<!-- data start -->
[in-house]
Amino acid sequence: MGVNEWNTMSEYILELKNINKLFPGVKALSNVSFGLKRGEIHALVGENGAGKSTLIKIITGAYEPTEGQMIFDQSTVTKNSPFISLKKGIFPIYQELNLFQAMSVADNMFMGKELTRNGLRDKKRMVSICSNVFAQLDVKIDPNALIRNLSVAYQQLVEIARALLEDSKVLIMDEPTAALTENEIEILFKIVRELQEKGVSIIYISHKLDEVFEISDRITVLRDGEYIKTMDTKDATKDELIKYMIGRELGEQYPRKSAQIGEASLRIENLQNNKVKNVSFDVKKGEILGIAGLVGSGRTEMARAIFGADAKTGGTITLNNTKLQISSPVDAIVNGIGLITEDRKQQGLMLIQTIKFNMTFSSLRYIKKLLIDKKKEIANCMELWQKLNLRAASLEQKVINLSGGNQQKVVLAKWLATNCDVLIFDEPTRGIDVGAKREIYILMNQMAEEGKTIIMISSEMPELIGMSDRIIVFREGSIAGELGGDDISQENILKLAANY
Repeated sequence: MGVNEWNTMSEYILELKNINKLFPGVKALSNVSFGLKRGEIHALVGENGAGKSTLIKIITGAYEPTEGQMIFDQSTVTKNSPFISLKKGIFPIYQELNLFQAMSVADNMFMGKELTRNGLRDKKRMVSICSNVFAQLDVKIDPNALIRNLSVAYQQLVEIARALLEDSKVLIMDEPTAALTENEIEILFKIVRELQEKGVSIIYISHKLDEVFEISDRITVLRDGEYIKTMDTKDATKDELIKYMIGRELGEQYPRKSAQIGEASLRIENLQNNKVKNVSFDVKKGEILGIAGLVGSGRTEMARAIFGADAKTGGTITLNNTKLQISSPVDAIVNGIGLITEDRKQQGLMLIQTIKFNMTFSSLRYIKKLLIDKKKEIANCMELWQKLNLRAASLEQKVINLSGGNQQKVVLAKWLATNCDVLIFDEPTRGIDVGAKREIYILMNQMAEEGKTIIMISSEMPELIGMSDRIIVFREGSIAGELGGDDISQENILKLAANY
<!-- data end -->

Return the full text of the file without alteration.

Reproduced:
[in-house]
Amino acid sequence: MGVNEWNTMSEYILELKNINKLFPGVKALSNVSFGLKRGEIHALVGENGAGKSTLIKIITGAYEPTEGQMIFDQSTVTKNSPFISLKKGIFPIYQELNLFQAMSVADNMFMGKELTRNGLRDKKRMVSICSNVFAQLDVKIDPNALIRNLSVAYQQLVEIARALLEDSKVLIMDEPTAALTENEIEILFKIVRELQEKGVSIIYISHKLDEVFEISDRITVLRDGEYIKTMDTKDATKDELIKYMIGRELGEQYPRKSAQIGEASLRIENLQNNKVKNVSFDVKKGEILGIAGLVGSGRTEMARAIFGADAKTGGTITLNNTKLQISSPVDAIVNGIGLITEDRKQQGLMLIQTIKFNMTFSSLRYIKKLLIDKKKEIANCMELWQKLNLRAASLEQKVINLSGGNQQKVVLAKWLATNCDVLIFDEPTRGIDVGAKREIYILMNQMAEEGKTIIMISSEMPELIGMSDRIIVFREGSIAGELGGDDISQENILKLAANY
Repeated sequence: MGVNEWNTMSEYILELKNINKLFPGVKALSNVSFGLKRGEIHALVGENGAGKSTLIKIITGAYEPTEGQMIFDQSTVTKNSPFISLKKGIFPIYQELNLFQAMSVADNMFMGKELTRNGLRDKKRMVSICSNVFAQLDVKIDPNALIRNLSVAYQQLVEIARALLEDSKVLIMDEPTAALTENEIEILFKIVRELQEKGVSIIYISHKLDEVFEISDRITVLRDGEYIKTMDTKDATKDELIKYMIGRELGEQYPRKSAQIGEASLRIENLQNNKVKNVSFDVKKGEILGIAGLVGSGRTEMARAIFGADAKTGGTITLNNTKLQISSPVDAIVNGIGLITEDRKQQGLMLIQTIKFNMTFSSLRYIKKLLIDKKKEIANCMELWQKLNLRAASLEQKVINLSGGNQQKVVLAKWLATNCDVLIFDEPTRGIDVGAKREIYILMNQMAEEGKTIIMISSEMPELIGMSDRIIVFREGSIAGELGGDDISQENILKLAANY